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Just as I thought that the year in releases is about to hit a plateau, brutal death metal outfit Deadly Remains comes smashing along with their new full length album, Severing Humanity. While the band started off playing death/thrash metal, Severing Humanity sees the band exploring a heavier and more brutal side of the band's songwriting, and places Deadly Remains on the brutal death metal end of the spectrum. With their experience as a band playing death/thrash previously, it leaves one to wonder what to expect with a brand new sound on this album.
The band punishes the listener without any mercy at all right from the beginning with Apocalyptic Birth, and the influences from brutal death metal legends such as Suffocation are immediately noticeable, with the drums of James and the dual axe-attack of Josh and Ian coalescing together to create some of the most impactful and memorable moments in recent times. The technical approach in the band's playing is displayed not only through the complex riffs that are constantly present and the versatile drumming, but also in the bass of Chris, with the band often giving air time for him to display his prowess on the instrument. The prominence of the bass in the mix, the punchy tone and the fast fretboard work of bassist Chris is also reminiscent of bands such as Japanese brutal death outfit Defiled, especially on tracks like Equilibrium Obsolete.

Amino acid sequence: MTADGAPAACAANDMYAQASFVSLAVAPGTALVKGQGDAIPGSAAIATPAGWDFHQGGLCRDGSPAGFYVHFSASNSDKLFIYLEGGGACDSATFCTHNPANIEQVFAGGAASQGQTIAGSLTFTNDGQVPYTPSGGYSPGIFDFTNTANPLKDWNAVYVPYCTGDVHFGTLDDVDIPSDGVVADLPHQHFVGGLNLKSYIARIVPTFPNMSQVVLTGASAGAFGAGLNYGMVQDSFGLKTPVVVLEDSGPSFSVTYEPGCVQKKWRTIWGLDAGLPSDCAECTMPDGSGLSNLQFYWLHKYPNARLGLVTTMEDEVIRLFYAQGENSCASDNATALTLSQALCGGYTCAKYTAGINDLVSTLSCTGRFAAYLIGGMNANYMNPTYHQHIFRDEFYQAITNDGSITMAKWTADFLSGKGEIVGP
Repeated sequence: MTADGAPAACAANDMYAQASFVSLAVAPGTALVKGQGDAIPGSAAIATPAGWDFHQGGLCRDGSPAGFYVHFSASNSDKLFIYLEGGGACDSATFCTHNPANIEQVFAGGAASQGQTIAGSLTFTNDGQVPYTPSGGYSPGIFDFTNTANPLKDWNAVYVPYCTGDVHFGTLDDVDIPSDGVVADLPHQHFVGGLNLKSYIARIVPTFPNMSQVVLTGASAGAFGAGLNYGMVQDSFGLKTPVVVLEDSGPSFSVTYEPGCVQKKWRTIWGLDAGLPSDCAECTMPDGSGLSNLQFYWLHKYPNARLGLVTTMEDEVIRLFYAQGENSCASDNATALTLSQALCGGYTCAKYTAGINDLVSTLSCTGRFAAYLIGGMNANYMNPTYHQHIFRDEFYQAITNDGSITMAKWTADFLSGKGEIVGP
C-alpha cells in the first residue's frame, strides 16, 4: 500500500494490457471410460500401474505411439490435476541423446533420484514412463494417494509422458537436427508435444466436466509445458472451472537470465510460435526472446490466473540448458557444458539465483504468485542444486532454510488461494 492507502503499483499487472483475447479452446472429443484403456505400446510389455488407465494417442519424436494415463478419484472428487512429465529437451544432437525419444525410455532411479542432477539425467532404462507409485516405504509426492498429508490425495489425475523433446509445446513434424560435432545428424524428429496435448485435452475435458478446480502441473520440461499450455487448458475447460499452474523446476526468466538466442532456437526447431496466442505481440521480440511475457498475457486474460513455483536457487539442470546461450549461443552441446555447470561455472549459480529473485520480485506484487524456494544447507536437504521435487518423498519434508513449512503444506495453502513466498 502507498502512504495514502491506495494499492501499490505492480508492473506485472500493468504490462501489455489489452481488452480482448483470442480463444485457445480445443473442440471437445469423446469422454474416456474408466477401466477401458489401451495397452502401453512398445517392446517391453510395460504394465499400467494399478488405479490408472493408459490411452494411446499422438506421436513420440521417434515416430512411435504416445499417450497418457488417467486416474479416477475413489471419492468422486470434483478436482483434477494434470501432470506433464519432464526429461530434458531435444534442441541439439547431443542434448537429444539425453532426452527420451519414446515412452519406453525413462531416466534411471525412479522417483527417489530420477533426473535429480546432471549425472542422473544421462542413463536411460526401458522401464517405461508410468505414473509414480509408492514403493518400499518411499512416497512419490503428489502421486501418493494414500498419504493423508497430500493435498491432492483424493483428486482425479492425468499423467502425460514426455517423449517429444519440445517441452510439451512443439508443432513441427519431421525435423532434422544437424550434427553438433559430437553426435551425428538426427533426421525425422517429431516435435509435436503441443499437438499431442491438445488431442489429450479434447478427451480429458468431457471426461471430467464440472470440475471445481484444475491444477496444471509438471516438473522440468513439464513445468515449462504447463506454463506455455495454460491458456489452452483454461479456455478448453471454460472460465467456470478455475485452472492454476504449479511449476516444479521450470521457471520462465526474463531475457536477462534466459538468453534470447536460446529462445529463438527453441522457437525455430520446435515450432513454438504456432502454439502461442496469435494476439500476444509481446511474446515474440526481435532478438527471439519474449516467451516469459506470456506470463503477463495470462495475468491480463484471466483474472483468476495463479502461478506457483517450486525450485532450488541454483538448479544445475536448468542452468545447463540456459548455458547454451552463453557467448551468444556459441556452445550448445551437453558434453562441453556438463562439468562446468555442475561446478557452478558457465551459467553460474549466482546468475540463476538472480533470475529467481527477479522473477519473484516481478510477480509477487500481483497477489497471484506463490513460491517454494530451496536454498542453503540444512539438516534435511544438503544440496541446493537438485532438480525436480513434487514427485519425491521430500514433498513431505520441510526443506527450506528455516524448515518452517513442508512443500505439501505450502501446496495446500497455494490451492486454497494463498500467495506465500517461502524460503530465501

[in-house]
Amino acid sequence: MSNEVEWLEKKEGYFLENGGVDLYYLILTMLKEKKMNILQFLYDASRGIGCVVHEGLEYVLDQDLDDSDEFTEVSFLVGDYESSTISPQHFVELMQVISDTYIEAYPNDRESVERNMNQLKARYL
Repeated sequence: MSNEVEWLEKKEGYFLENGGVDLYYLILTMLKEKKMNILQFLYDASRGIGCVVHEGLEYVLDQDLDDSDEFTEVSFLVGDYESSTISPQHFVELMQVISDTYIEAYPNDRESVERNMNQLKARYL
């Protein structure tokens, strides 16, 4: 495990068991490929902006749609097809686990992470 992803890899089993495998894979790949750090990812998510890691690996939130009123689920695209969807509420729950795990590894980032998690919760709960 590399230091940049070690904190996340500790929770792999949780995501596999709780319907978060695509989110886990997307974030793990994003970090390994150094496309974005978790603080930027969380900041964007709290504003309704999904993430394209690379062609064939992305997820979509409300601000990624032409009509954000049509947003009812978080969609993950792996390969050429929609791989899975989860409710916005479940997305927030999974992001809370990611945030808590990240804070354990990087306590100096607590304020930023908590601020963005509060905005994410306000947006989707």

The brutality that is contained on Severing Humanity cannot be overstated enough, with the band channelling the heaviness through the crushing riffs, but also through various techniques such as the numerous heart stopping moments that are littered throughout the record, whereby the entire band includes an unexpected moment of silence, instantly causing the listener's heart to skip a beat in anxious anticipation. Such playing styles, coupled with the modern production quality on Severing Humanity instantly bring to mind recent brutal death outfits such as Cerebral Bore and Antropofagus' recent releases, with the seamless fusion between brutality and technicality. And in line with their themes of gore, violence and societal issues, sound and spoken samples are also used, like on the intro of Home Invasion and Human Trafficking, to further enhance the already crushing and hostile atmosphere that is present.
While for the most part Severing Humanity is a slab of pure brutality and intensity, the band also attempts to push the envelope further in their music, at times incorporating unconventional elements on the album, such as the acoustic interlude Psalm of Impurity, and that weird acoustic guitar accompaniment on Scriptures of Foreign Tongues, giving a weird contrasting and somewhat ironic feel to the track, what with all the chaos that is going around. Though this could mess with listeners' heads initially, it also displays the band's attempts at innovation at the same time, and in particular Psalm of Impurity helps to bring in the foreboding atmosphere in the music as well.
As the band's first attempt at brutal death metal, Deadly Remains has certainly done well, and Severing Humanity has displayed the band's versatility, making it an excellent brutal death metal debut with a slightly unique touch to it.